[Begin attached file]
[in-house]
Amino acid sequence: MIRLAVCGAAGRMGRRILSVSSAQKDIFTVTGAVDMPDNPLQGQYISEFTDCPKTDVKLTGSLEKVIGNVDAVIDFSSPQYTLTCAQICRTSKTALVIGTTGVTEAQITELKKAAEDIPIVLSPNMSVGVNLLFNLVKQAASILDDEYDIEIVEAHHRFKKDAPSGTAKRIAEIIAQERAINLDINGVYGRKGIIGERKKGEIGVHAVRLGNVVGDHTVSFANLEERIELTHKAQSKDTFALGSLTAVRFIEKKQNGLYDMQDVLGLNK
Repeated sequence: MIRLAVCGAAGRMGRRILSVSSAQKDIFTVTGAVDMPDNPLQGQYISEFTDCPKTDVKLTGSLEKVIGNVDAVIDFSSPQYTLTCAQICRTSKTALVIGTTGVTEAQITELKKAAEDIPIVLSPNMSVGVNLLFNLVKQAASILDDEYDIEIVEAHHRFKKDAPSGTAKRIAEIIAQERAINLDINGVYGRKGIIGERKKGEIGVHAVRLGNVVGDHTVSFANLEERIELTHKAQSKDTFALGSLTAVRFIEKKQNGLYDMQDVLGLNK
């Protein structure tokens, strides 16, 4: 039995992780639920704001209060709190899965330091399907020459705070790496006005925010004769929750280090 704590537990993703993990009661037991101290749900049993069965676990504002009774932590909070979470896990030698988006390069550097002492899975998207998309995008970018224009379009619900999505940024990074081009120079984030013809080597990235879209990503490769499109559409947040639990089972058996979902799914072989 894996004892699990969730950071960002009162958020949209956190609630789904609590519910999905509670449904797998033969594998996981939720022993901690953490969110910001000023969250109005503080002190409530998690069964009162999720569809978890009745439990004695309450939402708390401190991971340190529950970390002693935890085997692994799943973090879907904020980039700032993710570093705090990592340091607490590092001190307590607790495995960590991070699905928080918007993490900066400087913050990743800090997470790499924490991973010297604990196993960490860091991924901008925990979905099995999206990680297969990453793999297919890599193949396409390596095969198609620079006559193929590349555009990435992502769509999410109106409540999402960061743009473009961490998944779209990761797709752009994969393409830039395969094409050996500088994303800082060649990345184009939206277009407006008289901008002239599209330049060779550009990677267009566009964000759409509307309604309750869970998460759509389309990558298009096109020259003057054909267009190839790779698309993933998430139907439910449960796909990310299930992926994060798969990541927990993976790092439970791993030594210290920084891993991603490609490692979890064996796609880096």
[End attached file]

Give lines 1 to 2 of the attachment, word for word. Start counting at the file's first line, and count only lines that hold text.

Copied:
[in-house]
Amino acid sequence: MIRLAVCGAAGRMGRRILSVSSAQKDIFTVTGAVDMPDNPLQGQYISEFTDCPKTDVKLTGSLEKVIGNVDAVIDFSSPQYTLTCAQICRTSKTALVIGTTGVTEAQITELKKAAEDIPIVLSPNMSVGVNLLFNLVKQAASILDDEYDIEIVEAHHRFKKDAPSGTAKRIAEIIAQERAINLDINGVYGRKGIIGERKKGEIGVHAVRLGNVVGDHTVSFANLEERIELTHKAQSKDTFALGSLTAVRFIEKKQNGLYDMQDVLGLNK